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Title: Nonparametric pixel-wise background modelling and segmentation to detect moving object with RGB-D camera
Authors: Dorudian, Navid
Advisors: Luria, S
Swift, S
Keywords: Background-model Update;Dynamic Environments;GPS-denied Environments;Background Subtraction;Micro Air Detection
Issue Date: 2020
Publisher: Brunel University London
Abstract: Moving object detection is one of the main fundamental parts in various computer vision applications, particularly for real-time object tracking and recognition in automated video surveillance. Although human eyes can simply recognise objects and changes in the scene, automated detection of moving objects in some scenarios are still a challenging task for existing systems. One of the main effective ways to improve the detection rate is to use colour and depth cameras together (RGB-D). Despite the effort of previous researchers with various sensors, moving object detection is still challenging in some scenarios such as dynamic background, sudden illumination-changes, colour and depth camouflage, intermittent motion, out of sensor range, bootstrapping, slow and stationary moving objects, etc. Thus, the aim of this thesis is to improve the detection accuracy and efficiency of moving object detection by achieving more precise and consistent detection in different challenging scenarios. To attain this, three new robust pixel-wise nonparametric methods for real-time automatic detection of moving objects in indoor environments using an external RGB-D sensor are presented. The methods introduced in chapter 4 and 5 (BSABU, NBM-GA, NBM-HC) are an improved version of the proposed method in chapter 3 called NBMS. These methods are able to deal with various complex scenarios and different type of moving objects such as high-speed drones or slow and stationary moving objects such as a human. NBMS method first creates two background models by storing some observed colour and depth pixels. Then each pixel from the new frame will be compared with the stored models to mark the new pixel as foreground or background. These models require a continuous update to adapt to the changes in the environment. A novel regular update based on the distance of the pixels is proposed which only applies to the pixels marked as a background after pixels classification. Besides, the method also blindly updates the model to adapt to sudden changes in the background. This approach is compared with other methods in different collected datasets from the drone, a publicly available dataset and a live application. Results show improvements over current methods. In chapter four, an adaptive blind update policy has been added to the method to improve the detection accuracy of stationary moving objects. In particular, blind update frequency changes based on the speed of the moving object or any other changes in the background to prevent absorption of a stationary moving object in the background models. Besides, a new shadow detection method using CIEL*a*b* colour added to enhance the detection accuracy in the case of shadow and depth camouflage. Results show significant improvement compared to the original method. This method also evaluated in 32 datasets in the benchmark and the results have shown robust and consistent in different challenging scenarios. Due to a large number of samples in the model, optimisation algorithms such as Hill-Climbing, and Genetic Algorithm (GA) could help to improve the efficiency and accuracy even further. Instead of updating the models pixel by pixel, a fitness function calculates the fitness of each stored sample image and only one image will receive an update each time. GA selects this image by a Roulette Wheel. This updating mechanism allows all the pixels in the depth model to have a chance to get updated and therefore the system does not stop in the local optima, which is usually created by the noise of the sensors. Results indicate improvement in the depth-camouflage scenario and reduction of computational costs.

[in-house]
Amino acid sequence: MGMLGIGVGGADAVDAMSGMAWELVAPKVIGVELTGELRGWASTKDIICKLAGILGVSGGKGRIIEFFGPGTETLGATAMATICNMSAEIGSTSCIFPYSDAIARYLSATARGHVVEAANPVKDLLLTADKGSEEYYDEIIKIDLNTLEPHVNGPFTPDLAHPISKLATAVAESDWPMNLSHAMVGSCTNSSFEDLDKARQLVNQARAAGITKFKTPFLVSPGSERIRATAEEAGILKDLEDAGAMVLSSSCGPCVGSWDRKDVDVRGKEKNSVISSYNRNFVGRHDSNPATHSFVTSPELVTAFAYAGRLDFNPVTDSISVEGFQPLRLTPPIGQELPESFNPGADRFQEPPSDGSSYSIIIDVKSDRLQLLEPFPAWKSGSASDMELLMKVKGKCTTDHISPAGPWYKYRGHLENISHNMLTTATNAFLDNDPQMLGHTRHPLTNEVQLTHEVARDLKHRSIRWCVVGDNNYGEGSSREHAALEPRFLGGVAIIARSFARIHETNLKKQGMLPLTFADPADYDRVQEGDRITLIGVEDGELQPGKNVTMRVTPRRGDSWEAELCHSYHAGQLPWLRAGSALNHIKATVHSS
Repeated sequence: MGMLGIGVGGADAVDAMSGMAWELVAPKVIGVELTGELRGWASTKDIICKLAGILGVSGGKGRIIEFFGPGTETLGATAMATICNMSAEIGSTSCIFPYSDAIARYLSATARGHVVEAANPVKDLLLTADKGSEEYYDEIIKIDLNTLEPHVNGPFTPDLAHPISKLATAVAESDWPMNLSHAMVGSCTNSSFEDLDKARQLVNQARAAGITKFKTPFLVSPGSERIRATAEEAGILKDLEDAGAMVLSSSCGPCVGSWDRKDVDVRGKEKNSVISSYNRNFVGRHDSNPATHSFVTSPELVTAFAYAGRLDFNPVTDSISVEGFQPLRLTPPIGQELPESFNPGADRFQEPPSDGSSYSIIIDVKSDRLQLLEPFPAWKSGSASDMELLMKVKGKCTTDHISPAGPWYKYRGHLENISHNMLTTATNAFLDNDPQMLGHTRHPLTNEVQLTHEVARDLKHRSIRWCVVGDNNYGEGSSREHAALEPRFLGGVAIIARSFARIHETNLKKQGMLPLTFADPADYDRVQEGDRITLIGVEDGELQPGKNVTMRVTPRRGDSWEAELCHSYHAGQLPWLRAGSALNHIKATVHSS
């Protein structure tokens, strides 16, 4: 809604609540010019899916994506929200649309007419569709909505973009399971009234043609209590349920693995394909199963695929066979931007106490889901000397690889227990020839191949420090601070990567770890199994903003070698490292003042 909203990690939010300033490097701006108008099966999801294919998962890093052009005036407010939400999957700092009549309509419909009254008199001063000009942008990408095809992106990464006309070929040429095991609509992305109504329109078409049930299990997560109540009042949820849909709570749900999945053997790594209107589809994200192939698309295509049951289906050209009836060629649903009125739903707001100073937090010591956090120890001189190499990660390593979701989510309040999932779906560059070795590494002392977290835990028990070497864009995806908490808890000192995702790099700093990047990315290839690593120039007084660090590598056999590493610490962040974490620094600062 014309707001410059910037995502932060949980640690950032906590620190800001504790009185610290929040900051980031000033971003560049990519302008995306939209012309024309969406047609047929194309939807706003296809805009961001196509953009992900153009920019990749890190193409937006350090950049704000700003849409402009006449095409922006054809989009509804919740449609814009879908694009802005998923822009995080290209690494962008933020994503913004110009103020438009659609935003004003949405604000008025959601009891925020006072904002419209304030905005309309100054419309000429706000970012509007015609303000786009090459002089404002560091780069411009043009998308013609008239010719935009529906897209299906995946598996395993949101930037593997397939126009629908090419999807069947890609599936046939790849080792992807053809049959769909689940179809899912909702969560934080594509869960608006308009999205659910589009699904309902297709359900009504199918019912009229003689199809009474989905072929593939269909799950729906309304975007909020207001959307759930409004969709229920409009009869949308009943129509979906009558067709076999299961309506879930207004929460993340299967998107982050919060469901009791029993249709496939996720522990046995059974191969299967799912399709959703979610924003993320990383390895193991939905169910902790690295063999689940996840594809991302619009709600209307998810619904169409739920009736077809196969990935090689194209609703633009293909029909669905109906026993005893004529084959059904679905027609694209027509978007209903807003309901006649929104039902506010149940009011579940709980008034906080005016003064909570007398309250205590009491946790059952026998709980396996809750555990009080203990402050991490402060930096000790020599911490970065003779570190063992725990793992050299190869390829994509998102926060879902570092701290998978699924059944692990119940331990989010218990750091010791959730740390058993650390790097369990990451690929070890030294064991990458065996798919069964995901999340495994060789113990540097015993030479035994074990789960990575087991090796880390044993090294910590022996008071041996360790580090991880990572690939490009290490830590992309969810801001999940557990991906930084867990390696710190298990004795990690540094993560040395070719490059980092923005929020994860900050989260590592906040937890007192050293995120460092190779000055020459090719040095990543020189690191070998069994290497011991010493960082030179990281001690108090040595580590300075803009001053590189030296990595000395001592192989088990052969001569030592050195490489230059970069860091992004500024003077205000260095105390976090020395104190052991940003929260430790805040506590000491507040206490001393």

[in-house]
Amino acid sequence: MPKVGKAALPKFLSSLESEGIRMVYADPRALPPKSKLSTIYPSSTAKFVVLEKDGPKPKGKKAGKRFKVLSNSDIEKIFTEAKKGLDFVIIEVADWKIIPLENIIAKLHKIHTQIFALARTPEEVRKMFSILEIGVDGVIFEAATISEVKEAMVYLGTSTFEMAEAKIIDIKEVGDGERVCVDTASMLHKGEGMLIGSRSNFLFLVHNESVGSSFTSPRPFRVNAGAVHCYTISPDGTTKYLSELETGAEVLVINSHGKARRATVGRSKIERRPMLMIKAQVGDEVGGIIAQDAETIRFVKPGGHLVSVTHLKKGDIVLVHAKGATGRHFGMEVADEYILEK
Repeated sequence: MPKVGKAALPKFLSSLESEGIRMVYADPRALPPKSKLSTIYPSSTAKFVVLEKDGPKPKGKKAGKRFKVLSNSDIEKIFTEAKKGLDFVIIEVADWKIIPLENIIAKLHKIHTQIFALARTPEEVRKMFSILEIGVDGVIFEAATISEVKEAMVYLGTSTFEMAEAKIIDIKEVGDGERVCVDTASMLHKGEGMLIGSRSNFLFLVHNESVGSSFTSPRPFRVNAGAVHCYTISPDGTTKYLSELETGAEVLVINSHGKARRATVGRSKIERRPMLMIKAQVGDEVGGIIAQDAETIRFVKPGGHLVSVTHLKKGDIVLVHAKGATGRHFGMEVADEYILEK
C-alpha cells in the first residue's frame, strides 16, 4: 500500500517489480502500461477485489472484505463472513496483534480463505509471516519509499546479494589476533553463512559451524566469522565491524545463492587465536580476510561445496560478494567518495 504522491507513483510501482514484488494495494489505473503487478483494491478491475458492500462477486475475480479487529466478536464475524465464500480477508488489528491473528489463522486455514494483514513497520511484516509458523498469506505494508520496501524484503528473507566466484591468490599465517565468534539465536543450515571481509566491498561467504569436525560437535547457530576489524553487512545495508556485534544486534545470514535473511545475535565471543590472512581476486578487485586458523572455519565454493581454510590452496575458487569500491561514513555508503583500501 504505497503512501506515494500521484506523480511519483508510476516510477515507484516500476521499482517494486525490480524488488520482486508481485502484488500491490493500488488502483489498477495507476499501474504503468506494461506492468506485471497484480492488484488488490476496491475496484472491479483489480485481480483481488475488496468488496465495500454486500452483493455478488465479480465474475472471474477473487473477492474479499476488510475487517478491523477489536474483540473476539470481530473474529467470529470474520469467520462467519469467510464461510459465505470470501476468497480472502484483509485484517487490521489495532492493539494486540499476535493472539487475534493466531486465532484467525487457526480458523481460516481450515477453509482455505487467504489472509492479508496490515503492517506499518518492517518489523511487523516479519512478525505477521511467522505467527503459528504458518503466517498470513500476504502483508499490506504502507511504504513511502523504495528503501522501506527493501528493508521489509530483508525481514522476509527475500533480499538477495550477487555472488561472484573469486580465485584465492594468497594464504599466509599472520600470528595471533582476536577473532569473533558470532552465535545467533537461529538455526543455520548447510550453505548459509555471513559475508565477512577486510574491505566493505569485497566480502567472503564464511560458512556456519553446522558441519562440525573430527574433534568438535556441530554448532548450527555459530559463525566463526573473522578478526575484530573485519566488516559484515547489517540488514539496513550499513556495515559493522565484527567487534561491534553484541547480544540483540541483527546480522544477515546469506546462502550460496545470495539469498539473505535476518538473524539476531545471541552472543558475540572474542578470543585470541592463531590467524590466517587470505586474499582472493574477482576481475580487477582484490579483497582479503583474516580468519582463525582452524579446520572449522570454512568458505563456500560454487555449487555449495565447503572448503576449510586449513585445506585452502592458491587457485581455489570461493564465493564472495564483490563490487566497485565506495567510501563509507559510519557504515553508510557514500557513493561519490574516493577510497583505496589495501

Description: This thesis was submitted for the awrad of Doctor of Philosophy and was awarded by Brunel University London
Appears in Collections:Computer Science
Dept of Computer Science Theses

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